When Mohammad Rizwan first came into the side, he was the second choice wicket-keeper batsman. Sarfraz Ahmed was the first choice for the national side. However, Rizwan did show a great fielding performance, was very acrobatic as we have seen in the 2015 tour of Sri Lanka. He played as a specialist batsman. Though he was preferred over Sarfraz in T20Is that tour, Rizwan was never regular in the side.
These days, especially in the ongoing tour to England, there is a lot of praise for the wicket-keeper batsman. Shown improvements in both batting and keeping.
Rizwan made his debut against Bangladesh in 2015, and quickly impressed everyone with his maiden half-century, a 67 from 58 balls. However, it was soon followed by 13 and 4 in the series where Pakistan was whitewashed by the host 3-0.
He made his T20I debut in that tour as well, but his T20I career isn’t very successful up till now, averaging under 17 and strike-rate under 100.
But he did play some handy innings in One Day Internationals. He scored two more half-centuries in which one of them helped Pakistan score a competitive total against Zimbabwe. In that match, Pakistan were 128-5 before he and Imad Wasim shared a partnership that led Pakistan to 259-6 and eventually winning the match.
He was in and out from ODIs, playing till 2017 before he was left out. His ODI record read 460 runs at under 29 in 25 matches at that time. He even made his Test debut against New Zealand, but that was it for him and he never played another Test match again.
Comeback in 2019
Rizwan made his international comeback after two years in 2019, when Sarfraz was given a four-match ban for his racial statement to Andile Phelukwayo. He didn’t do well in the South Africa ODI and T20I series.
But when Pakistan announced a second-string team to face Australia following the South Africa tour, Rizwan recorded his first two centuries. However, the series went in Australia’s favor 5-0. Since then, he is yet to represent Pakistan in ODIs.
When Sarfraz was dropped from the national side, Rizwan became the first-choice wicket-keeper. He marked his Test comeback against Australia. There, he recorded his first Test fifty, a fighting 95. That innings was recorded as the highest individual score by Pakistani wicket-keeper. He was the third-highest run-scorer for Pakistan.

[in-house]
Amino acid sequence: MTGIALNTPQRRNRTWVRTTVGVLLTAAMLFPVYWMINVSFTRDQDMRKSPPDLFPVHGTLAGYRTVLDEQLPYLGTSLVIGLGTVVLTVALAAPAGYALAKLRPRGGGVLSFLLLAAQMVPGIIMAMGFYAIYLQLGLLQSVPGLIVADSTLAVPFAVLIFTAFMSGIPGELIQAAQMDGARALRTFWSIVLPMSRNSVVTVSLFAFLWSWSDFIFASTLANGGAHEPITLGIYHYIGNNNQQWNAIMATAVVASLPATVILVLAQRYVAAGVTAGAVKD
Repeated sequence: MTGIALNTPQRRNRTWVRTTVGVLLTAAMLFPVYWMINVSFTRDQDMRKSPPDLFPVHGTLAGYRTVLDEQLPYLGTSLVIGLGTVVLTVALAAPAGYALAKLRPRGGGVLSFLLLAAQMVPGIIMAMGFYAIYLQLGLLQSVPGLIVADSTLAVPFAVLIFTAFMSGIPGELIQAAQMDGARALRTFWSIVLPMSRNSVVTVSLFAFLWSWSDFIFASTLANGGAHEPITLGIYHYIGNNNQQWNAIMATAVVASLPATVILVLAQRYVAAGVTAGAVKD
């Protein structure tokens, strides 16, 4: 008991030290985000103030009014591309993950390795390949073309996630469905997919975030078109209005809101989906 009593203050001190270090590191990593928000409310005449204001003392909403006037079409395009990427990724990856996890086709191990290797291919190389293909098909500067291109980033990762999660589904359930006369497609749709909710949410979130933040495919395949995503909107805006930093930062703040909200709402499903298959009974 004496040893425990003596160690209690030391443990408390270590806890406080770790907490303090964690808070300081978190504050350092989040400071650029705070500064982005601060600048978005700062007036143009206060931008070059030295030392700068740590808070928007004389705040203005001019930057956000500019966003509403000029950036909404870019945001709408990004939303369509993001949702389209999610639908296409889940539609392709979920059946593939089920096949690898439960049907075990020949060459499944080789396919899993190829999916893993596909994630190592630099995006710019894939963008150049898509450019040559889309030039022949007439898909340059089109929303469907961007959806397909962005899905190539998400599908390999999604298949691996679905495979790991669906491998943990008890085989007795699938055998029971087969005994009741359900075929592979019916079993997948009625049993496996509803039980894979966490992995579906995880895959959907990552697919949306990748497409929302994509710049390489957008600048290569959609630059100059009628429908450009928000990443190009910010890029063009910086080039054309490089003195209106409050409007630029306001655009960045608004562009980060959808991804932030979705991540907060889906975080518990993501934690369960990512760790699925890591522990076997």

Then in the recently concluded England series, Rizwan became the first Pakistan wicket-keeper to score two fifties on the same tour. In the second Test match, Rizwan was awarded Man of the Match award for his knock of 72 where the match was drawn. He became the first overseas wicket-keeper to get Man of the Match award in tests played in England since Adam Gilchrist in 2001 and only the 4th in the history after Jeff Dujon (1988), Ian Healy (1997) and Adam Gilchrist (2001)
Mazhar Arshad brought up stats of catching by wicket-keepers since 2019. He took 95% of catches as he dropped only once, which is easily the best among the current wicket-keepers. The stat proves Rizwan’s competition now is not only with Sarfraz but against keepers worldwide.
Rizwan was praised by former player like Michael Atherton and Michael Holding. Atherton said that he is the ‘keeper of the summer in terms of glove-work.’
“Out of all the foreign wicket-keepers that have come to England, I think he’s been the best for a long long time – he was outstanding” – Nasser Hussain said on Mohammad Rizwan
Rizwan was awarded the player of the series by England’s coach Chris Silverwood. As a result, he became the first Pakistan wicket-keeper to be awarded the Player of the series.
End of Sarfraz Ahmed?
There is a lot of talk about Sarfraz and that his career may come to an end. Though Rizwan who’s T20I national career isn’t pleasing, Sarfraz may stick around for the shortest format. You can read more here whether Rizwan’s performance is a threat to Sarfaraz’s test career.
However, Rizwan doesn’t have any personal issues with the former captain of Pakistan. Instead, he has a lot of praises for Sarfraz.
“I’m a big fan of Saifi bhai from the time I started playing in domestic competitions and learned a lot from watching him how he played. I never felt bad about being the understudy to Saifi bhai who had not only cemented his place in the team but became captain as well.
“I draw a lot of inspiration from his performances as the wicket-keeper/batsman and always wanted to emulate him. The few opportunities that came my way allowed me to work in tandem with Saifi bhai during the tours, and there were occasions when both of us played together in the same XI in One-day Internationals.
“Therefore, I never got unduly worried as to when the next chance would come to play at the international level. The healthy competition is something I love to be part of because then you know that you have to work on that extra part to be the first-choice [wicket-keeper]. And I’m sure Saifi bhai feels the same too,” Rizwan added.
Whatever it is, Rizwan has shown promise for at least the next two years. And we expect him to do much more.